Shares of Walt Disney (NYSE:DIS) have lost about a third of their value since the coronavirus pandemic began disrupting the company's business. The stock price stood at $104.70 at around 11 a.m. on April 7, down nearly 32% from a 52-week high of $153.41.

It's a drop that's easy to understand given that the company has had to close all of its theme parks and hotels around the world. Disney also had the misfortune of releasing the Pixar film "Onward" just before the efforts to fight the spread of COVID-19 forced movie theaters to close. That turned a near surefire winner into a box office dud. It also forced the company to reschedule its upcoming film slate and suspend production on movies not yet completed.

A child boards a tea cup at a Disney theme park.

All of Walt Disney's theme parks are currently closed. Image source: Walt Disney.

How bad is Disney doing?

On the surface, the news is bleak. Disney has four operating segments, and the two that are effectively closed down accounted for roughly half of the company's 2019 revenue. The company had $69.5 billion in revenue for the past year. Here's how that breaks down.

  • Media Networks: $24.8 billion
  • Parks, Experiences, and Products: $26.2 billion
  • Studio Entertainment: $11.1 billion
  • Direct-to-consumer and international: $9.3 billion

The direct-to-consumer and international segment includes the company's digital brands like Hulu, Disney+, and ESPN+. That group may be gaining customers during the pandemic, but it also requires heavy investment -- and that segment lost $1.8 billion in 2019 while the other three were profitable.

It's not always clear what revenue and expenses Disney assigns to each division. What is clear, however, is that its theme parks and hotels are closed, while still incurring expenses. Disney still has to maintain its properties, and it has been paying its workers (even those who don't have to come to work) for now.

Disney's movie division, of course, will see nearly all revenue dry up until theaters reopen. The company will likely also see losses in its media networks division, as the advertising market has slowed down and all major sports have stopped.

Should I buy Disney shares?

This all seems pretty bleak, and it is in the short term. In the longer term, I find it hard to believe that Disney won't eventually recover. People may delay their theme park vacations as money gets tight and fears of a pandemic linger, but eventually, consumers will want to visit the world's top-tier theme parks again, which include the various Disney properties.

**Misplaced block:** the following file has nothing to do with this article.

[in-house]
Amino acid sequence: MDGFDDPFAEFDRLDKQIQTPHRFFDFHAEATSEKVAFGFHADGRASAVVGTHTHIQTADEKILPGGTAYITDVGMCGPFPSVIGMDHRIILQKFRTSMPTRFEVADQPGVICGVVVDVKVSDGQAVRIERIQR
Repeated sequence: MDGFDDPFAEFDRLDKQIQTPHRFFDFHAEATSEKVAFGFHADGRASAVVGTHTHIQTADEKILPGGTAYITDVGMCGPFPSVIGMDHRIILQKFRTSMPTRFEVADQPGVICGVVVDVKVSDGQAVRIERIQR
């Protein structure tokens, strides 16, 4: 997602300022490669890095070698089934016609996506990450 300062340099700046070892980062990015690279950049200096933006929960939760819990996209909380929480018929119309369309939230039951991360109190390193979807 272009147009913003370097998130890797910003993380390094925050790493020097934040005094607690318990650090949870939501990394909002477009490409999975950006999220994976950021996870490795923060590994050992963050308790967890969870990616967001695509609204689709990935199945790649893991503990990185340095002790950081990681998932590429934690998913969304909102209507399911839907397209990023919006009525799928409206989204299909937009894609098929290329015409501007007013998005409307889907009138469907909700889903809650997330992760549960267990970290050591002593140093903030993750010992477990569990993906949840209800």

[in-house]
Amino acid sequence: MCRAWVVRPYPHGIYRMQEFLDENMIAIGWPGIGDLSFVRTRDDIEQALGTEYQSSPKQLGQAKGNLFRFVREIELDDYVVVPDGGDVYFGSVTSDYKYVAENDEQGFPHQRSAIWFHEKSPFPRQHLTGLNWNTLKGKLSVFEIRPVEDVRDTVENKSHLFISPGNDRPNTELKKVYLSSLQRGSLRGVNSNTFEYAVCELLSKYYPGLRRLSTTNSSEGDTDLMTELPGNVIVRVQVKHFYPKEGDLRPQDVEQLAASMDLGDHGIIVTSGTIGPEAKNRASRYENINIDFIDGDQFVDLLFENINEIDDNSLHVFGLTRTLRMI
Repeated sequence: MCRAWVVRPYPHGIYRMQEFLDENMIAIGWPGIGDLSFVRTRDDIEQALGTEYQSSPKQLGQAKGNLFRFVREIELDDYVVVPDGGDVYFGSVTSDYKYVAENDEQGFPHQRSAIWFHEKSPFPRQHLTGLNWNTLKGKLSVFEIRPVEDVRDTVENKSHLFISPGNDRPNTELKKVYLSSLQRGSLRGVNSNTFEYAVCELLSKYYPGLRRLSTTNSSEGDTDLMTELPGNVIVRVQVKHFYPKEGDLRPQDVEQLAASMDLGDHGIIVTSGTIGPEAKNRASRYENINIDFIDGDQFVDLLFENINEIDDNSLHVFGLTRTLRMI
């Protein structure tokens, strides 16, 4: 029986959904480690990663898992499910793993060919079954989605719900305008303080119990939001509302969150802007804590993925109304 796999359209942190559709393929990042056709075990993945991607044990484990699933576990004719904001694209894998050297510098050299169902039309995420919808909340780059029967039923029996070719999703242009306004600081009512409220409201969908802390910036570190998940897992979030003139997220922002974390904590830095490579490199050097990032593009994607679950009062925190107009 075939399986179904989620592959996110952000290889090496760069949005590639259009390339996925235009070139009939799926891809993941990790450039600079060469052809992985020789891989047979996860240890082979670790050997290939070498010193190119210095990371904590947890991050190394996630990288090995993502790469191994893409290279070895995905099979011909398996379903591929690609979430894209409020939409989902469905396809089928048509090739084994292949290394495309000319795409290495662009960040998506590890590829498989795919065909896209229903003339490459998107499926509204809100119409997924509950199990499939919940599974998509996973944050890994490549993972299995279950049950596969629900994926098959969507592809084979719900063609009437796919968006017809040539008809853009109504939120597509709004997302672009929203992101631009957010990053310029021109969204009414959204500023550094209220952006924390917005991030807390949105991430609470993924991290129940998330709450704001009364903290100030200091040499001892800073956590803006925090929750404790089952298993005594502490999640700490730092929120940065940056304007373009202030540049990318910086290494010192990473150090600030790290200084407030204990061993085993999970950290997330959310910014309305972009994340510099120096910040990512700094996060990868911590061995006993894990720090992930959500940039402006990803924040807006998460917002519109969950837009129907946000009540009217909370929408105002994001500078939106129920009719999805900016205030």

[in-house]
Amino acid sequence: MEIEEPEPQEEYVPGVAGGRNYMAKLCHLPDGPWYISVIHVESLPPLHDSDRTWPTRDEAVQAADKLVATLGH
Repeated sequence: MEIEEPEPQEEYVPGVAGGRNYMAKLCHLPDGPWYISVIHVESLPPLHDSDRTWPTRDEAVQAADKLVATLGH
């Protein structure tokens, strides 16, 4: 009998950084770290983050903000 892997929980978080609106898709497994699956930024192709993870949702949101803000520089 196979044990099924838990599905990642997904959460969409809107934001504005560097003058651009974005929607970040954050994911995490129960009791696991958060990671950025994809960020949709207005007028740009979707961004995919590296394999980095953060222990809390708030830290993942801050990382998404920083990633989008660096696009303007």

The box office recovery will happen quickly. Disney may see some theaters close, and it may have to be clever when it comes to distribution (perhaps continuing to offer some films on-demand at high prices), but it will have a stellar lineup, including much-anticipated films like a live-action Mulan, Black Widow, The Eternals, and a number of others. Mulan's release is now scheduled for July 24. Disney's Jungle Cruise will release a week later, and Marvel Studios' Black Widow is now scheduled for Nov. 6. The Eternals will release in February 2021.

Movies, at least major comic book films and other blockbusters, are an affordable luxury for most people. Disney will have a stellar slate to release, and it should have time to get production back on track to restock its release schedule.

It's also worth noting that the pandemic has likely been a major driver for Disney+ subscriptions due to its massive programming archive. That's probably true to a lesser extent for Hulu, and an even lesser extent for ESPN+ (because much of its special-event combat sports programming simply isn't happening, making its offerings a little sparse).

Disney has the brand strength and intellectual property to make it through the current situation. It may be a long road back -- how long depends upon the overall economy and whether people can afford theme park trips or even movie tickets -- but eventually, the Mouse House will thrive again.